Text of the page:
For the second time, four Democratic lawmakers are seeking hearings into two controversial medical devices, the Lap-Band surgical weight loss device, made by Allergan Inc. and transvaginal meshes made by Johnson & Johnson.
In a letter sent last week, the group, led by U.S. Representative Henry Waxman of California, asserts that both transvaginal mesh products and the Lap-Band devices are hazardous to patients, and that an investigation of their issues is vital at this time.
The group urged Republicans who control the House Energy and Commerce Committee to hold the hearing and demand documents from manufacturers, according to a report by Bloomberg. The request is needed as it comes at a time when Congress is considering a complete overhaul of FDA rules for medical devices, according to the Democratic lawmakers.
“The committee should hold hearings to examine whether FDA device regulation has been ineffective in protecting the public from dangerous medical devices like the Lap-Band and intravaginal mesh,” Waxman and the other Democrats wrote in the letter.
“We need to understand the safety of devices on the market, the tactics device manufacturers and others use to market these devices, and the extent to which these tactics may increase risks.”
Earlier this month, the FDA ordered J&J and 32 fellow manufacturers to conduct safety studies of the vaginal implants, citing reports of internal injuries. The representatives also said studies showed high rates of complications with the Lap-Band made by Allergan.
The letter is a follow up to an earlier one Waxman and colleagues wrote to the Republicans in October, seeking hearings on the same devices. So far, the Committee has not scheduled the requested hearings, and the four Democratic lawmakers state that they “remain concerned that the Committee’s previous hearings on medical devices have presented a skewed and inaccurate picture of the importance of appropriate medical device regulation.”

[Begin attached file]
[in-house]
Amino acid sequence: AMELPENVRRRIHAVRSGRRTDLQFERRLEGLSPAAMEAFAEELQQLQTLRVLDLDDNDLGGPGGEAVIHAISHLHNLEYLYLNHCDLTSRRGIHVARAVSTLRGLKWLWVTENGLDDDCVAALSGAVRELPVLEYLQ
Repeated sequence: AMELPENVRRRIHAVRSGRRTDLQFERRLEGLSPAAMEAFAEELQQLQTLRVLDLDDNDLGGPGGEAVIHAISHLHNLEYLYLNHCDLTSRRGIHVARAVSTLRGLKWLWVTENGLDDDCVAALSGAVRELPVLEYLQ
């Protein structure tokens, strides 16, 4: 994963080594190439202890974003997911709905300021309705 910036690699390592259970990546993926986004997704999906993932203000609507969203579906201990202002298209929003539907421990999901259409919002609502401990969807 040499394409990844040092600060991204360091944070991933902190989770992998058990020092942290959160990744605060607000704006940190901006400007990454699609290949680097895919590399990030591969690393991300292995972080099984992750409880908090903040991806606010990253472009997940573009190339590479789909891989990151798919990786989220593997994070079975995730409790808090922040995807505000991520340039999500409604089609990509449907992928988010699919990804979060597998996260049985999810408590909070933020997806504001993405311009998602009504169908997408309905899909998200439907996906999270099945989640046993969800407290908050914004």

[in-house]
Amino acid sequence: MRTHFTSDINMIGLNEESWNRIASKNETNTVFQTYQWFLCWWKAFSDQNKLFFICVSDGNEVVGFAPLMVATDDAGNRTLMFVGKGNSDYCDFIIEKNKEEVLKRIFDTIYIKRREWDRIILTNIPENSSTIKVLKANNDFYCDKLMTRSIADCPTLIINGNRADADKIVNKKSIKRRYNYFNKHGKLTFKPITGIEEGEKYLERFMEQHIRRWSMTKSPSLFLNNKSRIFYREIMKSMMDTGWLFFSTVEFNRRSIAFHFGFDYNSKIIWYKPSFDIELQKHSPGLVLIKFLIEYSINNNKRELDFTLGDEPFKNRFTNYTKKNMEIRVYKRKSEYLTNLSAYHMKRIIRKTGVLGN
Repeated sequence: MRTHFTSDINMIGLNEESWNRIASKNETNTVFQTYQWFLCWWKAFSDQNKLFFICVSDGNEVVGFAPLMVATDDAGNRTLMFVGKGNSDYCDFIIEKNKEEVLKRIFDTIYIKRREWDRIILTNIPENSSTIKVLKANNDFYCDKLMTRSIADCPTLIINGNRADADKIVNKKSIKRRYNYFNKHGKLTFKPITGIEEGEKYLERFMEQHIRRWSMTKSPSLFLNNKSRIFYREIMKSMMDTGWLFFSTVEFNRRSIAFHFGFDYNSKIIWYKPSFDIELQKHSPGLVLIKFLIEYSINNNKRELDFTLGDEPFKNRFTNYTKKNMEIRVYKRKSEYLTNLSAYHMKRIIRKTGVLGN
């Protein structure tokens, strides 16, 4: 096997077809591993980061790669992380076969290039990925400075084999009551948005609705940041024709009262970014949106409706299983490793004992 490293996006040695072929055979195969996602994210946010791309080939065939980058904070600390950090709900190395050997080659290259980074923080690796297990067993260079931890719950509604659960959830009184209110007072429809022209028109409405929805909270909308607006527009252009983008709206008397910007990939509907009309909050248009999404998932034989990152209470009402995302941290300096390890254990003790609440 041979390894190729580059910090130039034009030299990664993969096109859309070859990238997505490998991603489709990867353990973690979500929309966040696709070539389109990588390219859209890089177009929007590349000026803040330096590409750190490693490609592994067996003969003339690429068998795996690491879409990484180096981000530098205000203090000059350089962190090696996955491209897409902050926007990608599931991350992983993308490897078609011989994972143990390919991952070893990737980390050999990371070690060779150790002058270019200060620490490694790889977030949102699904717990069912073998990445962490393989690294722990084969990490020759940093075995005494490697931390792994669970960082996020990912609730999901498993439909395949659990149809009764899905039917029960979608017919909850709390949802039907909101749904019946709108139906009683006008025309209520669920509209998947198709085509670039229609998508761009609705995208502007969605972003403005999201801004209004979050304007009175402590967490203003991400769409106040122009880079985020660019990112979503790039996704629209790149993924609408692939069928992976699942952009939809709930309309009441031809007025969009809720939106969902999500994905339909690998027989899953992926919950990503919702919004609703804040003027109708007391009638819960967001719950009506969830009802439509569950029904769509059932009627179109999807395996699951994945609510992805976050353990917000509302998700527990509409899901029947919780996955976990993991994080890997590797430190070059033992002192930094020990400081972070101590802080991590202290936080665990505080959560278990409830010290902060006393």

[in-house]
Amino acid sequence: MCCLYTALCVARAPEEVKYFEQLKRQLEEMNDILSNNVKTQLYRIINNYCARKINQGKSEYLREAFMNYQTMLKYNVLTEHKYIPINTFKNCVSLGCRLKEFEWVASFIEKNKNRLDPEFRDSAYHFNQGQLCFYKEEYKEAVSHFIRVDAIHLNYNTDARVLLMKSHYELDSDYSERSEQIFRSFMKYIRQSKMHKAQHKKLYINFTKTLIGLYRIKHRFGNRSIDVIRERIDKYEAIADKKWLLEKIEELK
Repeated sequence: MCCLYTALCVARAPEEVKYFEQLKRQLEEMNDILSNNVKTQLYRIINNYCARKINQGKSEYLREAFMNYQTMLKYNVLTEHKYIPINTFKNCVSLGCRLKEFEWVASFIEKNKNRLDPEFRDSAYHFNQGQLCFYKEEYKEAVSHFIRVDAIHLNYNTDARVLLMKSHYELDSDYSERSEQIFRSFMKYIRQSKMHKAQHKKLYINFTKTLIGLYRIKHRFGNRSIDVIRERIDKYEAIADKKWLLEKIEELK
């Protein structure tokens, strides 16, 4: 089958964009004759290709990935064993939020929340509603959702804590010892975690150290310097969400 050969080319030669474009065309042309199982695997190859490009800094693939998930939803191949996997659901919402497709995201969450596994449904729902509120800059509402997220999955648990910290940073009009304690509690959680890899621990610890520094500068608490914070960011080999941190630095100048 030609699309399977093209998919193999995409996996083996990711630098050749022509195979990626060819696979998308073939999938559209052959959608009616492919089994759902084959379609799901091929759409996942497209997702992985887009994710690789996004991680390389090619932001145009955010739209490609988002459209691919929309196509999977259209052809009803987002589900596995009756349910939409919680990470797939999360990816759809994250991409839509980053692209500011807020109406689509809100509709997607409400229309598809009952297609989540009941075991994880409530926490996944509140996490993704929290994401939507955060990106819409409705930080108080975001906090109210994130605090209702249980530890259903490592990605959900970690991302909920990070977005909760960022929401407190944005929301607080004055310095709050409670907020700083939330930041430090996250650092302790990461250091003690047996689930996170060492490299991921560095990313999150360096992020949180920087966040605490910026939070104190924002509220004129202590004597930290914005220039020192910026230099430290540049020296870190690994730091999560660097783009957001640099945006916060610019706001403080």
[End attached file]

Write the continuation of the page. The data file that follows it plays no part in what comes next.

What are the 2 devices in question?
Transvaginal mesh devices are used in the surgical repair of pelvic organ prolapse (POP) and stress urinary incontinence (SUI). This past July, the FDA said in a Safety Communication that it had received 2,874 new reports of complications associated with transvaginal surgical mesh procedures from January 2008 through December 2010. Of these, 1,503 reports were associated with POP repairs and 1,371 associated with SUI repairs. According to the Democrats’ letter, in 2010, more than 30,000 U.S. women were implanted with transvaginal mesh products.
Transvaginal mesh devices were mostly approved through the agency’s 510(k) fast-track approval process, which grants access to the market without much pre-market safety testing, based on the idea that the products were similar in design to a previously-approved device. However, the FDA is considering rescinding 510(k) approvals for transvaginal mesh devices used in POP repair, and has asked the makers of such devices to conduct safety studies of the products.
The “Lap-Band” is a type of gastric band device that is surgically implanted and wrapped around the upper portion of a patient’s stomach to reduce the size of the stomach, so that patients feel full more quickly, eat less and lose weight.
According to Waxman’s letter, the FDA approved the “Lap-Band” device for obese patients, but has indicated that the device can pose serious risks including erosion of the band through the stomach wall, stretching the esophagus, stretching the stomach pouch, stomach pain, gastroesophageal reflux disease, difficulty swallowing, nausea and vomiting.
In the letter, the Democrats cited a study, published this week that found nearly half of patients with a gastric band had no weight loss or needed the device removed after six years. In addition, more than 40 percent had long-term medical issues.
A response to the letter may take some time as the letter said that Republicans still haven’t responded to an October request to hold a hearing on artificial hips and implanted brain stents that have also raised safety concerns.